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A Muenster Better Block Build at SXSW

We got a call from a friend, who said he had a friend who had a big idea and not a lot of time. Would we be interested in learning more?

Always up for a challenge, we said, yes, of course.

The friend was with Brains on Fire, a marketing group working with the Wisconsin Milk Marketing Board. WMMB had secured a space at South by Southwest. They wanted to activate the space in a way that hadn’t been seen before. Specifically, they wanted to create a barn and the world’s largest cheeseboard, and then, from that cheeseboard, they wanted to serve 2,000 pounds of 100 varieties of cheese. They wanted to build community around cheese. Could we help?

Always up for a challenge, we said, yes, of course.

By the way, they said, this will need to go live in about three weeks.

The silos were two of the trickiest parts of the barn. We did a test build before heading to SXSW.

We got to work designing. Knowing the barn structure would go into a hotel conference room, we had some strict requirements: it couldn’t be longer than 54 feet, no taller than 10-feet (and there was a drop in the middle of the room, so that area had to be a bit shorter), and it had to be built inside the room. And they wanted it to be something they could store and use again. And it had to hold all that cheese.

A before and after look at the room.

We worked off our concept of Wikiblock, which is a library of street furniture designs that can be assembled and disassembled easily and cut out using a CNC router (which is basically a giant printer for wood). After a few rounds of designs, we had something we were pretty excited about. We wanted it to look like the bottom of a ship with exposed ribs. In the end, the piece had 18 such ribs, two silos, and three entry points. It took 70 sheets of 4-feet-by-8-feet of Birch plywood. We broke our Wikiblock rule of no glue, screws, or nails to include hardware. We tested it in our parking lot at our headquarters, took a few photos, made a lot of tweaks, packed it up, and drove it to Austin.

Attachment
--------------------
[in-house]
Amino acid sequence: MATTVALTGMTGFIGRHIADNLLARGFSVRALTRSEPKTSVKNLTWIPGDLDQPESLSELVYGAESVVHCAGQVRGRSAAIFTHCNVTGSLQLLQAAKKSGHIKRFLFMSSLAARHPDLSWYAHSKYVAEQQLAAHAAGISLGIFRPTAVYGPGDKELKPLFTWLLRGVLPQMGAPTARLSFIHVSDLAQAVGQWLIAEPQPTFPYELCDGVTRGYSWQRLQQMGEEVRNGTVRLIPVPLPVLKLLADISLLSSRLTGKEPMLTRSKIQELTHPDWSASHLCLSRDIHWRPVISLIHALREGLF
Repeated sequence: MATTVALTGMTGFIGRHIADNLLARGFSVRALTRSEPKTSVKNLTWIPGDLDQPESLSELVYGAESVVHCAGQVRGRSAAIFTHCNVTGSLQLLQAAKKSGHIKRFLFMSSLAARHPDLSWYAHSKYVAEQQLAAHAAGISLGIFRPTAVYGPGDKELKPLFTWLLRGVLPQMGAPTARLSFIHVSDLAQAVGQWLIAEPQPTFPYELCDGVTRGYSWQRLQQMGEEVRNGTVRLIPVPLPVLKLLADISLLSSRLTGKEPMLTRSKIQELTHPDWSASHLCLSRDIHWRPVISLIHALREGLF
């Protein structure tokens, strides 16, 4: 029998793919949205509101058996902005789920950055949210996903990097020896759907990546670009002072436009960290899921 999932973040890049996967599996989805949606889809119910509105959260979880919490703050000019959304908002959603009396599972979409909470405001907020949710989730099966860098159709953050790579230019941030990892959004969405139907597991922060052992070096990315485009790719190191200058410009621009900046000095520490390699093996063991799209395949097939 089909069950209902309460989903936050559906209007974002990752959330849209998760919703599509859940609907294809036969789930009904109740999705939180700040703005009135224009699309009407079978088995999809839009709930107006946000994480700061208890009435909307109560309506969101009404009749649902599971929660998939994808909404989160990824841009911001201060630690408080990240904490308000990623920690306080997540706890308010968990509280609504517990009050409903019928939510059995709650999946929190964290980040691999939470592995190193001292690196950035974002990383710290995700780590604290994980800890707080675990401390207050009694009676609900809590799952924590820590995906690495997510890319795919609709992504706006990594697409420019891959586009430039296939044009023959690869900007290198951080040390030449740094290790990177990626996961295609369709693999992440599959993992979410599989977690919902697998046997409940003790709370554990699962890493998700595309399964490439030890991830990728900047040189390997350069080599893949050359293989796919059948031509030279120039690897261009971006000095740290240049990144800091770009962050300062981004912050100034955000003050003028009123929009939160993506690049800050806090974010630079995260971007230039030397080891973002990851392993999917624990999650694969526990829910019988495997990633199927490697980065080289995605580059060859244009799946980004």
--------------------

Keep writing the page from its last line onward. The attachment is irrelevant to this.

SXSW was already in full swing when we got there; in fact, there were keynotes in the conference room across from the hall from us. So when we started carting in rib after rib, we got a few looks. We also had a bit of a space issue as all our pieces, people, and materials needed to fit in the room and not clutter up the hallway. The masterminds behind Brains on Fire and WMMB had a floor laid and put up a picturesque backdrop of farmland. Our job was to tie it all together.

The team plotting during the build in the conference room at SXSW.

And, in eight hours and with a little muscle from some folks in Austin, we did just that.

The activation was the hit of SXSW. But don’t take our word for it. Check out some of the articles and the video to hear from others who enjoyed the space.

The barn we digitally created wasn’t everything.

It was a piece in a much bigger puzzle. The fact that the team gave away cheese samples and wine had the line out the door the entire time the activation was live. The amazing social media team that responded to every single tweet, Instagram story, and Facebook post with a cheesy pun put it over the top. But, with our barn, we were able to set the stage. And what a brei-eautiful and grate stage it was (sorry, had to).

Olivia, one of the main designers on the project, took a moment to enjoy after the initial build.


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